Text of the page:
The HACKER were able to remotely install surveillance software on phones and other devices, which was confirmed by a major vulnerability in the WhatsApp messaging application.
WhatsApp, which is owned by Facebook, said the attack was targeted at a “select number” of users and was orchestrated by “an advanced cybernetic actor.”
A solution was launched on Friday.
The attack was developed by the Israeli security company NSO Group, according to a report published in the Financial Times.
On Monday, WhatsApp urged its 1.5 billion users to update their applications as an additional precaution.
The attack was first discovered earlier this month.
WhatsApp promotes itself as a “secure” communication application because messages are end-to-end encrypted, meaning that they should only be readable on the sender’s or receiver’s device.
However, the surveillance software could allow an attacker to read the messages on the target device.
How was the security error used?
These were attackers who use the WhatsApp voice call function to call the device of a target. Even if the call was not answered, the monitoring software was installed and, as reported by the FT, the call would often disappear from the call log of the device.
WhatsApp told that its security team was the first to identify the error and share that information with human rights groups, selected security providers, and the US Department of Justice. UU. Earlier this month.
“The attack bears all the features of a private company that allegedly works with governments to deliver spyware that involves the functions of the mobile phone operating system,” said the company Monday in an internal journal note.
The company issued a notice, for security specialists, stating the error as “Vulnerability buffer overflow in WhatsApp VOIP [Voice Internet Protocol] allowed external code execution through a series of SRTCP especially designed [secure transport protocol in real time] packages sent to a destination telephone number “.
Professor Alan Woodward of the University of Surrey said it was a “fairly old-fashioned” attack method.
“In a buffer overflow, an application has more memory than you really need, so there is space allocated in memory. If you run a code through the application it can execute code in that area,” he added. explained.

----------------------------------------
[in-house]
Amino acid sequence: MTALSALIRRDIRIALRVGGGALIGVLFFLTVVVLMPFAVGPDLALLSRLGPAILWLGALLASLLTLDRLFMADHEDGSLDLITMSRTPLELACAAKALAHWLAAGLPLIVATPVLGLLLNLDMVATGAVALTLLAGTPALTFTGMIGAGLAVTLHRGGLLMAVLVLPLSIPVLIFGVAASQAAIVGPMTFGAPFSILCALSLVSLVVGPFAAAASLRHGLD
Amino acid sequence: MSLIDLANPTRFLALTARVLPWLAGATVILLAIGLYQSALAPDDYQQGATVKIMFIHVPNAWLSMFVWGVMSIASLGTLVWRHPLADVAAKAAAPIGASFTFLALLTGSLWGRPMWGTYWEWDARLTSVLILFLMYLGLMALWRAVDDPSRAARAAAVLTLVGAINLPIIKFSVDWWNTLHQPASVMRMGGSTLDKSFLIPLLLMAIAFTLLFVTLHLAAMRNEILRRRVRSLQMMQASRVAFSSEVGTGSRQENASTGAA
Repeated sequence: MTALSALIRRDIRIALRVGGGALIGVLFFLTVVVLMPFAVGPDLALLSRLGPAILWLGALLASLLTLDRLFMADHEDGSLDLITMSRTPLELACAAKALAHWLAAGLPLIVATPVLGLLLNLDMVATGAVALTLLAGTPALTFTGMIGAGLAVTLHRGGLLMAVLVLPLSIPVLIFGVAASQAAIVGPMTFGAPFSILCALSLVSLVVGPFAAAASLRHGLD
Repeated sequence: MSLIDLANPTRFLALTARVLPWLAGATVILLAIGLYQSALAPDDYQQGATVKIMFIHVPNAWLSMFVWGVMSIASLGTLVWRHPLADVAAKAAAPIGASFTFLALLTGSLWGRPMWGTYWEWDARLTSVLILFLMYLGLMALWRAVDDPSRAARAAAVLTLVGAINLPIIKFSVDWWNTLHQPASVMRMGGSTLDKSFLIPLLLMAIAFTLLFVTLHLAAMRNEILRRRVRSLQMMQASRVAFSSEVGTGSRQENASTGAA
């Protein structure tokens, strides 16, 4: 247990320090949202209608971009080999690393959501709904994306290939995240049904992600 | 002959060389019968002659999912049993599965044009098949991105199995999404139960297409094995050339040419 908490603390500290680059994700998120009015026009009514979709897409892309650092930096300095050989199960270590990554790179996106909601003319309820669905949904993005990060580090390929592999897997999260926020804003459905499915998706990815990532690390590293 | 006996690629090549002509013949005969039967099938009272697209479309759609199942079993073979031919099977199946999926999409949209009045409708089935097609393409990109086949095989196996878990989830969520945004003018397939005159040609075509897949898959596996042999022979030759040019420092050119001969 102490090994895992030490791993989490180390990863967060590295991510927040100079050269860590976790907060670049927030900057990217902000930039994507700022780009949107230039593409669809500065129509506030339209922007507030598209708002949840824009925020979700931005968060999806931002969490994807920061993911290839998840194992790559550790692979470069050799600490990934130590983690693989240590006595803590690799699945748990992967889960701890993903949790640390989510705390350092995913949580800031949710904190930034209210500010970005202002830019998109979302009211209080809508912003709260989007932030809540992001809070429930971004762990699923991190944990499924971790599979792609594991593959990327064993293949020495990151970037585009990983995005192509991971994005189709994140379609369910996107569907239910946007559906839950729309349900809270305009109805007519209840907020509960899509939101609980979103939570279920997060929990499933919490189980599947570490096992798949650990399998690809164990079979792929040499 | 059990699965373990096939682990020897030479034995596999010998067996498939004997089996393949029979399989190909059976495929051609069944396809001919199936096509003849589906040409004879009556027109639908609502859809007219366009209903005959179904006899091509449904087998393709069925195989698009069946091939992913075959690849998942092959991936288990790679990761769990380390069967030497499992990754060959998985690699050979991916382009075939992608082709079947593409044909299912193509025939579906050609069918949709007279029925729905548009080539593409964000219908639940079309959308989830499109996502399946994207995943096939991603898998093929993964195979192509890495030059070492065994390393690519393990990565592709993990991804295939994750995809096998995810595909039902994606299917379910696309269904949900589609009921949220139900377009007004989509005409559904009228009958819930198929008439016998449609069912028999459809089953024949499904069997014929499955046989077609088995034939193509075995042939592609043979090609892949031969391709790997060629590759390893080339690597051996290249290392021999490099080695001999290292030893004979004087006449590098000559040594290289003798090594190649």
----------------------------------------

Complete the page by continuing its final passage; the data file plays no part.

“In VOIP there is an initial process that mark and put the conversation, and the error on that bit. It was therefore not you need to answer the call for the attack to work.”
Some users of the application have wondered why the app store notes associated with the latest update are not explicit about the solution.
Who is behind the software?
The NSO group is an Israeli company that has in the past been referred to as a “cyber weapon seller”. The company is partly owned by the London-based private equity firm Novalpina Capital, which acquired an interest in February.
The NSO Group is an Israeli company that has been referred to in the past as a “cyber-arms dealer”. The business is part-owned by the London-based private equity firm Novalpina Capital,
The flagship software from NSO, Pegasus, has the ability to collect intimate data from a target device, including capturing data through the microphone and camera and collecting location data.
In a statement, the group said: “NSO technology is authorized to authorize government agencies for the sole purpose of fighting crime and terror.
“The company does not manage the system, and following a rigorous licensing and investigation process, intelligence services and police determine how the technology should be used to support their public security missions.” We investigate all credible allegations of misuse and abuse. If necessary, we take measures, including switching off the system.
“NSO is in no way involved in the operation or identification of the objectives of its technology, which is only managed by law enforcement and intelligence services, and the NSO will not use or be able to use its technology to address itself. person or organization.
Who has been targeted?
WhatsApp said it was too early to know how many users were affected by the vulnerability, but added that the suspected attacks were highly targeted.
Amnesty International, which said it was the target of the tools created by the OSN group in the past, said this attack was one of the human rights groups that it feared was possible.
“They can infect your phone without taking action,” said Danna Ingleton, deputy director of the Amnesty International programs. He said there was growing evidence that the regimes used the tools to keep activists and journalists under surveillance.
“There must be some responsibility for that, it cannot remain a wild West secret industry.”
On Tuesday, a court in Tel Aviv hears a petition led by Amnesty International calling on the Israeli Ministry of Defense to revoke the OSN Group license to export its products.